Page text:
Proposals to develop a five-year apprenticeship scheme for pharmacists have been criticised as “highly disruptive to the profession”.
The proposals were published on 4 April 2019 by the Institute for Apprenticeships and Technical Education (IATE), an arm’s-length government body, following their submission by the Pharmacy Apprenticeship Trailblazer Group, an organisation representing employers across the pharmacy sector, including the large multiple pharmacy chains.
Details on the plans are sketchy, but an official consultation on the proposals was launched by IATE on 4 April 2019. The consultation is open for responses for ten days only.
Any group of employers that is recognised by the IATE can put forward their own proposals for an apprenticeship scheme in their profession or industry.
Malcolm Harrison, chief executive of the Company Chemists’ Association (CCA), confirmed that some of its members, including large multiples, were directly involved in developing the proposals through the trailblazer group.
“Some CCA members are involved in the group, alongside hospital employers, other community pharmacy employers and pharmaceutical employers,” he said.
“The group has been working on apprenticeship standard development for pharmacy assistants and pharmacy technicians for some time. However, we understand the proposal for a pharmacist degree apprenticeship is only in the very explorative stage.”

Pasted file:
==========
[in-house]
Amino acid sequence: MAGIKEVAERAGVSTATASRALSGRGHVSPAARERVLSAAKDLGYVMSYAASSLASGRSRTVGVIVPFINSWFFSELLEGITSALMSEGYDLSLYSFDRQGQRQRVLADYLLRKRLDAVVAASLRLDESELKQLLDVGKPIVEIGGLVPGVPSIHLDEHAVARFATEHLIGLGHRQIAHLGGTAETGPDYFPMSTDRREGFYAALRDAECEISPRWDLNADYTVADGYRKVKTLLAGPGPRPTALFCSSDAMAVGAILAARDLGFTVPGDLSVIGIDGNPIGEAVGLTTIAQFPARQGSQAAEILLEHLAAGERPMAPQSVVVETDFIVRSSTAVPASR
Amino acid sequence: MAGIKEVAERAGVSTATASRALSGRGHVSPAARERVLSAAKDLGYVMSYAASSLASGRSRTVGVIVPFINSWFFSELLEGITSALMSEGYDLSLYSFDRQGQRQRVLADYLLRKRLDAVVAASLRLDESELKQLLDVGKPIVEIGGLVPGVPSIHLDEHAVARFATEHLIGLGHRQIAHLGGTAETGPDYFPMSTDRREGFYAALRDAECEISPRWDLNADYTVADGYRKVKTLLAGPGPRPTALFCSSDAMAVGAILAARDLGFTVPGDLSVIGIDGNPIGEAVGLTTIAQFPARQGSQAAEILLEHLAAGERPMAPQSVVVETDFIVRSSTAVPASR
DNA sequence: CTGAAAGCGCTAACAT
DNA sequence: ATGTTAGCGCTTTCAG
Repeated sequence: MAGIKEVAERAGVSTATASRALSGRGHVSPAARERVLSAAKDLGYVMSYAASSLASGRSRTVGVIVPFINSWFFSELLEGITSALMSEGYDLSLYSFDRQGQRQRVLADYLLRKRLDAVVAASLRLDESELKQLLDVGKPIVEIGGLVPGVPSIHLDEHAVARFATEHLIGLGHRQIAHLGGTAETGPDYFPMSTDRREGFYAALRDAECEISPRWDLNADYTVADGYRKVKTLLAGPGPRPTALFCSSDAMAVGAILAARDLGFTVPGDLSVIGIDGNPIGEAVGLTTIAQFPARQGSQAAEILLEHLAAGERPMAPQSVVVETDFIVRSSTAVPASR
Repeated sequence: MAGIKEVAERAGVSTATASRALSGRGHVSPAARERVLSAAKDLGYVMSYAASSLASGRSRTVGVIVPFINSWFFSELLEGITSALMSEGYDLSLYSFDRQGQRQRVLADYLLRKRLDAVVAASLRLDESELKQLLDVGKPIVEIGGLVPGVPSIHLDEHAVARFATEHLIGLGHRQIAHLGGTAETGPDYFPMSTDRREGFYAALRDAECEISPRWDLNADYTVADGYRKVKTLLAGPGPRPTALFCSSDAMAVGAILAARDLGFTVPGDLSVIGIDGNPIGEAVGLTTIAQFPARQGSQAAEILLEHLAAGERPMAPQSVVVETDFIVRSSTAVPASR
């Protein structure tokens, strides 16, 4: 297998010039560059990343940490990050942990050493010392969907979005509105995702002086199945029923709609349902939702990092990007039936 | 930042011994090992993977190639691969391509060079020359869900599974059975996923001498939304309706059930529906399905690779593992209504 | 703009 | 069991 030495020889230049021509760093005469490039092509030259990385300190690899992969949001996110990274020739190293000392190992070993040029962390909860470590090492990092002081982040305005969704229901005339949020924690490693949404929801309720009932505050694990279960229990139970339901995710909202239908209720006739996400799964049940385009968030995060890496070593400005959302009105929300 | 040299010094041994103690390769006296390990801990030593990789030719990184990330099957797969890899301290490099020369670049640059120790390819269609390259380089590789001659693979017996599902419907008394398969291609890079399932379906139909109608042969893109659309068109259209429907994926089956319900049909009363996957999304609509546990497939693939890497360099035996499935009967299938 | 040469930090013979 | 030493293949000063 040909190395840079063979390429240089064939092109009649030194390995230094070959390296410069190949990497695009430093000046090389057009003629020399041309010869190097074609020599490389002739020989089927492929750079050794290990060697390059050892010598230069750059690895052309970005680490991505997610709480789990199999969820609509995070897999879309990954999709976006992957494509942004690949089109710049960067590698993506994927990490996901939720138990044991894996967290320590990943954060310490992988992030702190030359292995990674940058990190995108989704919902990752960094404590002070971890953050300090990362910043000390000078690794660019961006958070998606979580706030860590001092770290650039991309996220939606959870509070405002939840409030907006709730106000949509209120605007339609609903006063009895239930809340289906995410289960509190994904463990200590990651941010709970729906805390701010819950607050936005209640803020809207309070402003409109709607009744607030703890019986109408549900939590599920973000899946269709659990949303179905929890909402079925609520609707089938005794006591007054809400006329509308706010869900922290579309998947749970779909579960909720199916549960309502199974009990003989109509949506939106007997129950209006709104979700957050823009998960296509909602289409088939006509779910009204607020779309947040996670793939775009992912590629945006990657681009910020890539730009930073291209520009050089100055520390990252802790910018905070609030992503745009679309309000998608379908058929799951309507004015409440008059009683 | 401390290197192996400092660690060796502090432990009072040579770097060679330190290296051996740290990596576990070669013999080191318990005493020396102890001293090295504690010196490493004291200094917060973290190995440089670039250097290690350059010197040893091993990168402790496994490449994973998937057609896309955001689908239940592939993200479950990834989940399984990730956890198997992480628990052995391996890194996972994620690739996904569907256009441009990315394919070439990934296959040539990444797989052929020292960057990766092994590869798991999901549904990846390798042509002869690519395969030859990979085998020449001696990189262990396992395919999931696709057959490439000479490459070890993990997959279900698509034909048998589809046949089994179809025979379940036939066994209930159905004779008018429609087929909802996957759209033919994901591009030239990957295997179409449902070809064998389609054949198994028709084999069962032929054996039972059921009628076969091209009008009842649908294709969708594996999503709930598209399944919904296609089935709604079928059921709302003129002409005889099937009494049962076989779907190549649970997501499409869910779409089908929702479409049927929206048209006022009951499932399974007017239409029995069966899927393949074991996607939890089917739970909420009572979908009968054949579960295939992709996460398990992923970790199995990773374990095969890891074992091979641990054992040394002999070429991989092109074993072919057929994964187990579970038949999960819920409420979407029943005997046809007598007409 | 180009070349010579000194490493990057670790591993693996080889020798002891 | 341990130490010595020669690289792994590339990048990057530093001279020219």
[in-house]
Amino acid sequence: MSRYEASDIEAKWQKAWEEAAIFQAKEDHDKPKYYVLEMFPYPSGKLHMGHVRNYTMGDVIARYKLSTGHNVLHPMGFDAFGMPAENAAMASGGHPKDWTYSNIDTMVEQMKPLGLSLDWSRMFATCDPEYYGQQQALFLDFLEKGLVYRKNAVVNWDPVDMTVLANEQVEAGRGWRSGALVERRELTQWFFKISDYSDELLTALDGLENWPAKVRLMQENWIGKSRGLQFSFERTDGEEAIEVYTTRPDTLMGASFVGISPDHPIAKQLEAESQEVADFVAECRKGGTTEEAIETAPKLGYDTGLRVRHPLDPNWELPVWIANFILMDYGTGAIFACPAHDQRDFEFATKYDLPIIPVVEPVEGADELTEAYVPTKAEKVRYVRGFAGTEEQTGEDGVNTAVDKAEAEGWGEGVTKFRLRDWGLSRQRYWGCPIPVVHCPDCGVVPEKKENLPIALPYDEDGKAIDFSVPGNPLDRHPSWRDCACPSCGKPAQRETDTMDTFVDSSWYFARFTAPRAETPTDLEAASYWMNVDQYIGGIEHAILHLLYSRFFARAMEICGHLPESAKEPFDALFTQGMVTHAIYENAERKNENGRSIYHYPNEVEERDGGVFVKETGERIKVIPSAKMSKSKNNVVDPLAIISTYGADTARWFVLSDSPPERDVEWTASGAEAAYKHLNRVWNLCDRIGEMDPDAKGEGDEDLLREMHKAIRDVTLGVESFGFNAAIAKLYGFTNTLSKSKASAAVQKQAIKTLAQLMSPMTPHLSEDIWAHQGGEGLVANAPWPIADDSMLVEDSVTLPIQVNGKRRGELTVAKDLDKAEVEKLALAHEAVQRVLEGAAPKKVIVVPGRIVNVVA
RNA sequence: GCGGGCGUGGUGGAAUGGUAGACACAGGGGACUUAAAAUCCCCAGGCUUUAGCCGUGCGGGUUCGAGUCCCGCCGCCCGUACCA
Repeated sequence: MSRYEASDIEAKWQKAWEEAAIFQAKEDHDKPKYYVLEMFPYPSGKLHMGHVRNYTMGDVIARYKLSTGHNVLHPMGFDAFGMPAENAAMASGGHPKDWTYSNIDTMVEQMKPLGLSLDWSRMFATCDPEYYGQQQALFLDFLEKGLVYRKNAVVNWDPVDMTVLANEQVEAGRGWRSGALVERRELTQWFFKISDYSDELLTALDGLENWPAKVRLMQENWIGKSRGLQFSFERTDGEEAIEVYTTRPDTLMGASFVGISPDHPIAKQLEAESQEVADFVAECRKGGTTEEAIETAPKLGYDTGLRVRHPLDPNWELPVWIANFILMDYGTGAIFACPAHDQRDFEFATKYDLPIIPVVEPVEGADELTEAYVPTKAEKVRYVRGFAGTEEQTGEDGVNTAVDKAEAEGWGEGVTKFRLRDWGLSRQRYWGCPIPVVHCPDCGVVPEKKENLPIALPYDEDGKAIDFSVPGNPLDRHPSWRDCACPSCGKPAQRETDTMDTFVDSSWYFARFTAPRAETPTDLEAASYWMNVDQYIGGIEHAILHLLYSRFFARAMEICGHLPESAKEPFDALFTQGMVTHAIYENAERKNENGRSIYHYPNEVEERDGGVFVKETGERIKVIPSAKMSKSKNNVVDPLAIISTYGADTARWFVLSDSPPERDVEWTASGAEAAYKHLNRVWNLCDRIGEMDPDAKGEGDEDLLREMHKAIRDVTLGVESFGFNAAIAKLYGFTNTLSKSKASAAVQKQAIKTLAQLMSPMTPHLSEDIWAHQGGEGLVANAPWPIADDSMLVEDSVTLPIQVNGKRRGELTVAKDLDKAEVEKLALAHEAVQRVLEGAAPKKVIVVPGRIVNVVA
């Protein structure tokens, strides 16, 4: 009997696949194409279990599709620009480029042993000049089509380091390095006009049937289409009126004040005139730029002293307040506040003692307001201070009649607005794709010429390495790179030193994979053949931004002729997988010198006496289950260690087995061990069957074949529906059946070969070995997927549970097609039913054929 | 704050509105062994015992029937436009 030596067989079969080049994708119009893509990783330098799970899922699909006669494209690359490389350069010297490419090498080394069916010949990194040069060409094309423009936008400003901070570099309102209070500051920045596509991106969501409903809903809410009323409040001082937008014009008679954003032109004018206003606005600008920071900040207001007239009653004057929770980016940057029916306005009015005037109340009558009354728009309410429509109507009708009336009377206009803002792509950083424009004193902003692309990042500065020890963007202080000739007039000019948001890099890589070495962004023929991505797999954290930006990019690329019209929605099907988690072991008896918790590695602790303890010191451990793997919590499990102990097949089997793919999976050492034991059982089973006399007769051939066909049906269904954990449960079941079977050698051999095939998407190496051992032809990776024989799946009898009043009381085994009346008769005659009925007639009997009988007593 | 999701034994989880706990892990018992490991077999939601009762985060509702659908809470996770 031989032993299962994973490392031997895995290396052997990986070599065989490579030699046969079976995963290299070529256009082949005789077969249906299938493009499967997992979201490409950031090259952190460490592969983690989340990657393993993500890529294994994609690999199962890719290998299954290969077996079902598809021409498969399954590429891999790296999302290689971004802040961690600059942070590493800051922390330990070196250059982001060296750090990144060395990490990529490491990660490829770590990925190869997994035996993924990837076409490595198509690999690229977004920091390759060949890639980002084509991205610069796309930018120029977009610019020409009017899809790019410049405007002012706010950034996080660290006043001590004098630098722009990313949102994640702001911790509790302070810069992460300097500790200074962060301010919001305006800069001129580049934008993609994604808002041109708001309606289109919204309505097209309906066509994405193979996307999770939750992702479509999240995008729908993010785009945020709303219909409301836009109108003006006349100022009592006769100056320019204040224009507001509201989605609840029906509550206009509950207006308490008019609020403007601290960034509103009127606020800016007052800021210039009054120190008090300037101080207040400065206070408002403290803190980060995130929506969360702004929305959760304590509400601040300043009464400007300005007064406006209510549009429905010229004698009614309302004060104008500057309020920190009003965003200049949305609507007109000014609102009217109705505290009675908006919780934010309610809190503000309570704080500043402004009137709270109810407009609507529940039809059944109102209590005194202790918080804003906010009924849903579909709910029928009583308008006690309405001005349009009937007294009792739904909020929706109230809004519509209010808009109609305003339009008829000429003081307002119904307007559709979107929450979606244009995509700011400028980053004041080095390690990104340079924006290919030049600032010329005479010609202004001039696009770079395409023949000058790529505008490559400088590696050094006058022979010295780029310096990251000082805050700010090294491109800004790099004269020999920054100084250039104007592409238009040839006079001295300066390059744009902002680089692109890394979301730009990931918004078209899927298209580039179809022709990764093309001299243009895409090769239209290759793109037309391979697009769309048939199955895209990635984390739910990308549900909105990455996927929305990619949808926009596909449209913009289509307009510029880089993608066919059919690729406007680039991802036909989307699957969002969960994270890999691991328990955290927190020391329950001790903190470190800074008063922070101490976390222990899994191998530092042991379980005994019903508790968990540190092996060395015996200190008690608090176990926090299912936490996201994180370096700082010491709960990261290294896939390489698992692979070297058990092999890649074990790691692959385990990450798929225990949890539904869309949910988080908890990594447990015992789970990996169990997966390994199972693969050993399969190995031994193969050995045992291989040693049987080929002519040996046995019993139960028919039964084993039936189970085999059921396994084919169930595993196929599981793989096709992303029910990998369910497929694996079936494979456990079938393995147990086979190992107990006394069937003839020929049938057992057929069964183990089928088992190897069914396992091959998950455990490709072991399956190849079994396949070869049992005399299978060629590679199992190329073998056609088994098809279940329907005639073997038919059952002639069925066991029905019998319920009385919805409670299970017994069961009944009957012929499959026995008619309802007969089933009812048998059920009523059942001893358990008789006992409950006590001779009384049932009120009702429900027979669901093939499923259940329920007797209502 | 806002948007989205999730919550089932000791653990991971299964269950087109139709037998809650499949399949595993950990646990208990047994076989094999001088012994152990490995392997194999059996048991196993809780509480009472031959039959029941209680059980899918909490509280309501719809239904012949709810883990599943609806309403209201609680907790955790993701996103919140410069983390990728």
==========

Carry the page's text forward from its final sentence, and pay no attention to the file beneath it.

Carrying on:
Harrison added that the General Pharmaceutical Council (GPhC), Health Education England and pharmacy schools “will be engaged in the process” if the proposals are developed further.
However, the Pharmacists’ Defence Association (PDA) has urged its members to reject the idea of a pharmacist apprenticeship scheme because it would lead “to a two-tier approach to qualifying as a pharmacist”.
In its response to the consultation, published on 11 April 2019, the PDA said: “An apprenticeship route for qualification as a pharmacist would be highly disruptive to the pharmacy profession. It would shift the profession away from a professional university-led model to a model traditionally associated with technical occupations.”
The apprenticeship plans were discussed at the GPhC council meeting on 11 April 2019.
Aamer Safdar, principal pharmacist lead for education and development at Guy’s and St Thomas’ NHS Foundation Trust, told the meeting that he “can’t see it having any legs”.
Source: Nic Bunce / The Pharmaceutical Journal
“If you’ve got the threat of HEE cutting funding for [preregistration] pharmacists — which are currently put on hold — if that comes next year, I can’t see employers saying ‘we’re going to do this apprenticeship and this will cost us’.
“A few years ago there was a proposal for foundation-year pharmacists to be an apprenticeship, which died a slow death,” he added.
Under the government apprenticeships scheme, employers are expected to pay apprentices a minimum wage of £3.90 per hour, but they must be paid at least the minimum wage rate for their age if they are aged 19 years or over and have completed their first year as an apprentice.
Employers are also expected to fund university degree fees for the apprentice, through either the apprenticeship levy for large employers or a similar co-investment scheme with the government for smaller employers.
The apprenticeship levy already sees large employers with an annual pay bill of more than £3m contribute to the training of apprentices.
Also speaking at the GPhC’s council meeting, Mark Voce, its interim director of education and standards, said that if these proposals were taken forward the GPhC would be involved “as it is on any situation where, for example, a university was setting up a degree”.